And since you’re here, we have a favour to ask. Our independent, ad-free journalism is made possible because the people who value our work also support it (did we mention our stories are free for all to read, not just those who can afford to pay?).

As a non-profit, reader-funded news organization, our goal isn’t to sell advertising or to please corporate bigwigs — it’s to bring evidence-based news and analysis to the surface for all Canadians. And at a time when most news organizations have been laying off reporters, we’ve hired eight journalists over the past year.

Not only are we filling a void in environment coverage, but we’re also telling stories differently — by centring Indigenous voices, by building community and by doing it all as a people-powered, non-profit outlet supported by more than 2,500 members

The truth is we wouldn’t be here without you. Every single one of you who reads and shares our articles is a crucial part of building a new model for Canadian journalism that puts people before profit.

We know that these days the world’s problems can feel a *touch* overwhelming. It’s easy to feel like what we do doesn’t make any difference, but becoming a member of The Narwhal is one small way you truly can make a difference.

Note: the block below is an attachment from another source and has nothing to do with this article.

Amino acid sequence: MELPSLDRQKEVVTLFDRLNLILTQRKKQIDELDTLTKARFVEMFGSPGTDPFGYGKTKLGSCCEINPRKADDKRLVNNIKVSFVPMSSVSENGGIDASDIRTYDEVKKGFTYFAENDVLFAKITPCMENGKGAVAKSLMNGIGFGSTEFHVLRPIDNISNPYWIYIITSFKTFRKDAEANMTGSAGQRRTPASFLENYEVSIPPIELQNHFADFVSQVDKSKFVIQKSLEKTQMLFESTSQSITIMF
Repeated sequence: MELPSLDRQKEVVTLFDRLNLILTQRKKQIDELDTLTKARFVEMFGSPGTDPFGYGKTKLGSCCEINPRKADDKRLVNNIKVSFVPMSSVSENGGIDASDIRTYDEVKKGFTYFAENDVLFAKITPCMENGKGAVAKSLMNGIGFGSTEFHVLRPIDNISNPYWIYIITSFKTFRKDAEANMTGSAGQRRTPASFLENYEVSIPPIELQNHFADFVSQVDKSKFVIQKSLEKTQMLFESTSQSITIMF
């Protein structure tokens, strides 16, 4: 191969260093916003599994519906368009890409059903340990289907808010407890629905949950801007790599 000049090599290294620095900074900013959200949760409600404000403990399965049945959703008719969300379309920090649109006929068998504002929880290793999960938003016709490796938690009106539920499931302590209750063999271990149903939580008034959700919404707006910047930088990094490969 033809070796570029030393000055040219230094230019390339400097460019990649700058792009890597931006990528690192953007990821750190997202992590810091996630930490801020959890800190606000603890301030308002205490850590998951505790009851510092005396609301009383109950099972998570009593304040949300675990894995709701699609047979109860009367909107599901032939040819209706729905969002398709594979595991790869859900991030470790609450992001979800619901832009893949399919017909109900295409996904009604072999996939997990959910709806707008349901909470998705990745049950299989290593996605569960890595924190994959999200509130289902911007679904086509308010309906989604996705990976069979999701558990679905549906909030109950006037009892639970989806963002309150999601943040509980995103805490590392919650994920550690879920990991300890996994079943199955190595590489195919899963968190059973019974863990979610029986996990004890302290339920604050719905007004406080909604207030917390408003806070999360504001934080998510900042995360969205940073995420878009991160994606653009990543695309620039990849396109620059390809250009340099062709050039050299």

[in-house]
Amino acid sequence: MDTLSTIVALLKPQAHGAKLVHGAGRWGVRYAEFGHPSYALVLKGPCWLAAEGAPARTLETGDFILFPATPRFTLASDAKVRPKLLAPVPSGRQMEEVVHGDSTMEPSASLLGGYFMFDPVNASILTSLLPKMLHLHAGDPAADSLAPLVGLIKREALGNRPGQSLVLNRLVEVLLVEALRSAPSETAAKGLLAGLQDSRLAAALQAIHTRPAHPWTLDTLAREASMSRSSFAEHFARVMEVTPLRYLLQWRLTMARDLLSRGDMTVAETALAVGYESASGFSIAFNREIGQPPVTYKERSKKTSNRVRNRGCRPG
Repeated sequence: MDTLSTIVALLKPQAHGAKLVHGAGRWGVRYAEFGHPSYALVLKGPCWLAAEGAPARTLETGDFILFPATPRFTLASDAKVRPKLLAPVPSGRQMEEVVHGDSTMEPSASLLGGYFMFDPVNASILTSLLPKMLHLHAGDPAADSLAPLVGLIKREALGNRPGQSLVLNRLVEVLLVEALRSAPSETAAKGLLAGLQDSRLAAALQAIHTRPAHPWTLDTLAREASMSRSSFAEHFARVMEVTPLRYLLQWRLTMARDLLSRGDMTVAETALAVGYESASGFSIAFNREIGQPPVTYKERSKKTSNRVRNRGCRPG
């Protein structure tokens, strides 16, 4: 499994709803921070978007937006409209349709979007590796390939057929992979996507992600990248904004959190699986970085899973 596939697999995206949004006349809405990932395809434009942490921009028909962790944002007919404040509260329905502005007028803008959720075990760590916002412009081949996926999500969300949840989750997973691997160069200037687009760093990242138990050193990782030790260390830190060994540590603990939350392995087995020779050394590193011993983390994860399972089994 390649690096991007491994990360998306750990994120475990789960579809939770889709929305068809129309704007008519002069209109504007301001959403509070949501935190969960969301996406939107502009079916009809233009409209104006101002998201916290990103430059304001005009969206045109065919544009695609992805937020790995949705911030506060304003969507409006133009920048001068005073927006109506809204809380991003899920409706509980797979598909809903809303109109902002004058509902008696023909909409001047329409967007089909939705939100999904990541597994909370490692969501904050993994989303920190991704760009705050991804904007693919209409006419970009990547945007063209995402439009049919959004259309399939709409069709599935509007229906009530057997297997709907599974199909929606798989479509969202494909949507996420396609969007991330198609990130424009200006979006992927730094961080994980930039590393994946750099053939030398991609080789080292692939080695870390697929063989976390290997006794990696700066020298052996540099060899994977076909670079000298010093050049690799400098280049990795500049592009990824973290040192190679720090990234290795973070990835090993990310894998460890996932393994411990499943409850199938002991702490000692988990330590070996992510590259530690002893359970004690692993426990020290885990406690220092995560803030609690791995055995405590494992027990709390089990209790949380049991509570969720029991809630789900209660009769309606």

We’ve drafted a plan to make 2021 our biggest year yet, but we need your support to make it all happen.

If you believe news organizations should report to their readers, not advertisers or shareholders, please become a monthly member of The Narwhal today for any amount you can afford.

Carol Linnitt is a journalist, editor, illustrator and co-founder of The Narwhal. Carol has been reporting on energy and environmental…

‘Localized harassment’: RCMP patrol Wet’suwet’en territory despite UN calls for withdrawal

On Valentine’s Day, a small group of Wet’suwet’en people gathered outside a Coastal GasLink pipeline work camp in northwest B.C. to hold a ceremony to...

Continue reading

Recent Posts

Help power our ad-free, non‑profit journalism
Get The Narwhal in your inbox!

People always tell us they love our newsletter. Find out yourself with a weekly dose of our ad‑free, independent journalism